That’s my mother, the little girl in the photo.
Within a year or two, her father would be dead, killed in a car accident.
A few years later her mother would leave her children to live in a rest home.
I never knew why for the longest time. Then a counselor heard the bare bones of the story, and said, “You have to ask. Yes, you hate to talk to your mother about personal things, but when your 46-year old grandmother retired to a rest home and left her children in the care of her sister – you have to ask why.”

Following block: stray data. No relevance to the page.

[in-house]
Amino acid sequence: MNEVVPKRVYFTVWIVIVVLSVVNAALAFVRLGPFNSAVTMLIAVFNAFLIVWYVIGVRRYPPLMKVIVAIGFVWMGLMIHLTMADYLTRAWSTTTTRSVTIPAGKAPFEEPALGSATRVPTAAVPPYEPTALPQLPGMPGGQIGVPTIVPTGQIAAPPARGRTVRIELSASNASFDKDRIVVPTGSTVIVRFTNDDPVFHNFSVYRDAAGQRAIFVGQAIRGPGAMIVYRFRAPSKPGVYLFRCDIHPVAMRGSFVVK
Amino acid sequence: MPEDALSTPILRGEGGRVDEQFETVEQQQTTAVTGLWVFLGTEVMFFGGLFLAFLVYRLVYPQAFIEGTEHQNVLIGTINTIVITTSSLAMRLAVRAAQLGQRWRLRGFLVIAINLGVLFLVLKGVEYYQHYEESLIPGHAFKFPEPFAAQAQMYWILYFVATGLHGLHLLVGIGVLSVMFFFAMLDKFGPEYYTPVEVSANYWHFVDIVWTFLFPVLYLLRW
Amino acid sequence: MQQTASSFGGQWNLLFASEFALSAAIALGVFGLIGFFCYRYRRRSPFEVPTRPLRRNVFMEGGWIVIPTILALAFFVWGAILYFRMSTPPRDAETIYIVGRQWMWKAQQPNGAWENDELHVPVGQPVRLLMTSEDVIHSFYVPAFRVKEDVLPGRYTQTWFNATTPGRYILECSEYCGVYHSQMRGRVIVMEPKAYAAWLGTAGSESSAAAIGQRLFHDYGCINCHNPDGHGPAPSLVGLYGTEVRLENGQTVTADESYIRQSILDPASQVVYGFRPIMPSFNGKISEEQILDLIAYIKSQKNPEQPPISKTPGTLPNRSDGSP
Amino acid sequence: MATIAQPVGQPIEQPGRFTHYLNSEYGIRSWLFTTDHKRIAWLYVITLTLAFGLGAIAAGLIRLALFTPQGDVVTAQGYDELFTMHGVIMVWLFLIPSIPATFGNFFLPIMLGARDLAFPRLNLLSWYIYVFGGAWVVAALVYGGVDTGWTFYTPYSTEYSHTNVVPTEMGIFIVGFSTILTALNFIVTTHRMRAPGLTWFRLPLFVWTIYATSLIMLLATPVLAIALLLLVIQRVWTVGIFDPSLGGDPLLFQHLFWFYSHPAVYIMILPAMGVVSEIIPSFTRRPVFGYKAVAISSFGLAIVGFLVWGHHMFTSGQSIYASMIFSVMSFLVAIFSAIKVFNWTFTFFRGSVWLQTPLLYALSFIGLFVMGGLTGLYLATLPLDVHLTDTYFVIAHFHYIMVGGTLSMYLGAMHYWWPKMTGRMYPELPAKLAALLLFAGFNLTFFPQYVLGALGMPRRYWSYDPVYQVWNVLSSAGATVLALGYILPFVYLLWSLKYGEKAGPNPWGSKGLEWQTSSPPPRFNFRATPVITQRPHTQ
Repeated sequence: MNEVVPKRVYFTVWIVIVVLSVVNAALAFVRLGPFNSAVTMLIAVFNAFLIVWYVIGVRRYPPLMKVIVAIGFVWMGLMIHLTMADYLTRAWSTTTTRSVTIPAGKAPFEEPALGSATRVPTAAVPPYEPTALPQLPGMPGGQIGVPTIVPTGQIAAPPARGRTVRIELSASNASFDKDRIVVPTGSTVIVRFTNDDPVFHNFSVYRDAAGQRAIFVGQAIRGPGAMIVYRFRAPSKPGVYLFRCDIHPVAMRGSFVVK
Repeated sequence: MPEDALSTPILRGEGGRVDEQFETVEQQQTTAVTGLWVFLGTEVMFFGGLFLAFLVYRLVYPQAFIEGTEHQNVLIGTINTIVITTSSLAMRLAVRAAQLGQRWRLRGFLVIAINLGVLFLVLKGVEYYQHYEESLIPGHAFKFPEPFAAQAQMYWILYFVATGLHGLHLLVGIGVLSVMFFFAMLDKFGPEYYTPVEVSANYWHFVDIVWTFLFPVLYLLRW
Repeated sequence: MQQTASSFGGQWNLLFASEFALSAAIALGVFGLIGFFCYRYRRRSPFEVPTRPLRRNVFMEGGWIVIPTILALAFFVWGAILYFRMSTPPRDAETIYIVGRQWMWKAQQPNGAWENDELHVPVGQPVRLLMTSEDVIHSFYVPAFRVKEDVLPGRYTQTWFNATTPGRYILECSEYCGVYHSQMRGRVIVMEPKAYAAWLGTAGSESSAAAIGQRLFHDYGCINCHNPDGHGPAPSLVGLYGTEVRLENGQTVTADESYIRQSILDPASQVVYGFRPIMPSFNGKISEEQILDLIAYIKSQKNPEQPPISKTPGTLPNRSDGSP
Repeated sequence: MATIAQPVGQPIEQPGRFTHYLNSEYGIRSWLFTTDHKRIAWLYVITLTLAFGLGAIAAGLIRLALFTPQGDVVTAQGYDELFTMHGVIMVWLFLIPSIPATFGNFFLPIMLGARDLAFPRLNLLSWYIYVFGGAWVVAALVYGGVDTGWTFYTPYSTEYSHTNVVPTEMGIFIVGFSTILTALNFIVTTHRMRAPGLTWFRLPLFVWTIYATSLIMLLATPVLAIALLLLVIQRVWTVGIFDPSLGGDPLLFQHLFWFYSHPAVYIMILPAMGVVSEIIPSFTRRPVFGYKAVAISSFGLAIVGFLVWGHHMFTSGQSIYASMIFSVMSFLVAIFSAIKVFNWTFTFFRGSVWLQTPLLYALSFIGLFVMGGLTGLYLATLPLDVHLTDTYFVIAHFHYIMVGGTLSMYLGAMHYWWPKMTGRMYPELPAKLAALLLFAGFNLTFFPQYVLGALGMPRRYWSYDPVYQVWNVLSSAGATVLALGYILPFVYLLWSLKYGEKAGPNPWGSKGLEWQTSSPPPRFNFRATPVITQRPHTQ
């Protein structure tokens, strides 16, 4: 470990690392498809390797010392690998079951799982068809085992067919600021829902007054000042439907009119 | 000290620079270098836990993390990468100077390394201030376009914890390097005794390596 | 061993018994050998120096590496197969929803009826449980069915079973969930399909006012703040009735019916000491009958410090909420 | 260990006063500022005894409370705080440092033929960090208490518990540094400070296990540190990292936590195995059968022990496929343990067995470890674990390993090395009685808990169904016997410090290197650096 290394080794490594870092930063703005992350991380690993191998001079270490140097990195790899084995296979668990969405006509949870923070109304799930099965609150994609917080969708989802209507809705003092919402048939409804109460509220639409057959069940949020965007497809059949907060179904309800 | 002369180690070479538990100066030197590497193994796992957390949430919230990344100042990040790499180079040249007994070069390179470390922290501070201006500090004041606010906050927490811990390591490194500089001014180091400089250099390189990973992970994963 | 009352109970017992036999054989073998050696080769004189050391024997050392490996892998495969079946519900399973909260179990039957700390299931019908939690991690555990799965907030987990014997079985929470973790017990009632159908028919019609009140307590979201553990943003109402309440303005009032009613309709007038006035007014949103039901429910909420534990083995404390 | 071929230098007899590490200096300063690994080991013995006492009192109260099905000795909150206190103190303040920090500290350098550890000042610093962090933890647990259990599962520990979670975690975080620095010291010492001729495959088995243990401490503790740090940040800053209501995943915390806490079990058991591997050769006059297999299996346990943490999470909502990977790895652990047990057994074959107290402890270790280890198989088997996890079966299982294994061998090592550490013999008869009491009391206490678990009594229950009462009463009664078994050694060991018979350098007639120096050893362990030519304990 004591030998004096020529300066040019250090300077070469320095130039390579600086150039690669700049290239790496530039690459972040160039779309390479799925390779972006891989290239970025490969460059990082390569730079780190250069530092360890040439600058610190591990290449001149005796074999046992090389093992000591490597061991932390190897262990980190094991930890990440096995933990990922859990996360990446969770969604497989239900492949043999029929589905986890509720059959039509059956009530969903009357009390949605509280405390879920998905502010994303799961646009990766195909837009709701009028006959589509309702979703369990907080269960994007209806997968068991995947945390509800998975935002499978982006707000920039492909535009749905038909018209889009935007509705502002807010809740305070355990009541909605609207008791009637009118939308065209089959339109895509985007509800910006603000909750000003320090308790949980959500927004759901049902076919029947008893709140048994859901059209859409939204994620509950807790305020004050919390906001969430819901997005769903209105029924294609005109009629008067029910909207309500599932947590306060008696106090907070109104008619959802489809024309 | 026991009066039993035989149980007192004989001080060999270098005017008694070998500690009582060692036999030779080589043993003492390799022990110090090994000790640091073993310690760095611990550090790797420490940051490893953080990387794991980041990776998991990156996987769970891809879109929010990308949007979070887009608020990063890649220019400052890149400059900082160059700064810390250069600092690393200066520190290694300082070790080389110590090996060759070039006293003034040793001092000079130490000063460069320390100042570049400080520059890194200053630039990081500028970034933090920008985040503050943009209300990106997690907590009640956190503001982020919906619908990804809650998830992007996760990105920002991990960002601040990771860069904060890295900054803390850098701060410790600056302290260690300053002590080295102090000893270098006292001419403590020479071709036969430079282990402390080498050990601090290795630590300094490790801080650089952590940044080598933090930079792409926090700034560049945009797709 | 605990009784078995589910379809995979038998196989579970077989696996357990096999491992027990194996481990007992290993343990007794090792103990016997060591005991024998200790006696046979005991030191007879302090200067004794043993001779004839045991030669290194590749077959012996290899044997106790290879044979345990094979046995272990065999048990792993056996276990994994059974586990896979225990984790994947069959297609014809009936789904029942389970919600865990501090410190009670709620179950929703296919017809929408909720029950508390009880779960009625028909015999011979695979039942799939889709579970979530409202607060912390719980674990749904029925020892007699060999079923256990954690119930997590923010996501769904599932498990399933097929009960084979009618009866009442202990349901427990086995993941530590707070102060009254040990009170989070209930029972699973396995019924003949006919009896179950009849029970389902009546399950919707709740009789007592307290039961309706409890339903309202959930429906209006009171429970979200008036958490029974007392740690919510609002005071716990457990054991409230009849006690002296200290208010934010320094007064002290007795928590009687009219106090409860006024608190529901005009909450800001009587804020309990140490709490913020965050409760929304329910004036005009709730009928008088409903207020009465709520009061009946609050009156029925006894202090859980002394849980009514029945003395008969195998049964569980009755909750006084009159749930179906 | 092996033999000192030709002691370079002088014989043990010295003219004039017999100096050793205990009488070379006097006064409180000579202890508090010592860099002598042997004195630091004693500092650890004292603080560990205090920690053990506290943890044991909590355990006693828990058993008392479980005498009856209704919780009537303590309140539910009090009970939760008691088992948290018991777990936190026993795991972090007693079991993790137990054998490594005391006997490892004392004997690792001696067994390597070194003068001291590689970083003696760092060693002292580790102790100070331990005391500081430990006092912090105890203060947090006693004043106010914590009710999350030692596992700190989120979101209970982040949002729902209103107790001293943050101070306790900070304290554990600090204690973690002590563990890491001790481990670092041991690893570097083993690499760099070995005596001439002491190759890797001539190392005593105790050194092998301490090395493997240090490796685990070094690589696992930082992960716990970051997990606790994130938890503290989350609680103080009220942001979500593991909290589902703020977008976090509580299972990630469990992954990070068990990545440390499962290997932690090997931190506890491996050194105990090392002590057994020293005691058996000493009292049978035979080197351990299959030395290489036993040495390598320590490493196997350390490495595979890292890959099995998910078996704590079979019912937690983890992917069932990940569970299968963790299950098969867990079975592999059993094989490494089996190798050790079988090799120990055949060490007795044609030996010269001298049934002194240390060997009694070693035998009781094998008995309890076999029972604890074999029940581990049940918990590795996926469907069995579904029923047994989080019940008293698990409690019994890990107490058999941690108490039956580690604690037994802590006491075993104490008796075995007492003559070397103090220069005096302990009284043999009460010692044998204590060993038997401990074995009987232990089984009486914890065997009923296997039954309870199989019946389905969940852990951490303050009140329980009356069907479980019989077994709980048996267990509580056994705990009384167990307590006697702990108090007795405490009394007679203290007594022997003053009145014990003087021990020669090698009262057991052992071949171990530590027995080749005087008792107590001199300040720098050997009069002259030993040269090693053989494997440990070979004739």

So I did, and the answer was not, as I’d been told before, something about TB.
It was that my grandmother had twice tried to kill herself.
You have to ask why.
You have to be willing to answer.
The only thing my mother ever really could say about her father’s death – what she remembered most – were the small, sharply defined holes that the ladies’ heels made in the carpet of their home after the funeral. That’s what she remembered. A carpet full of tiny, sharp holes.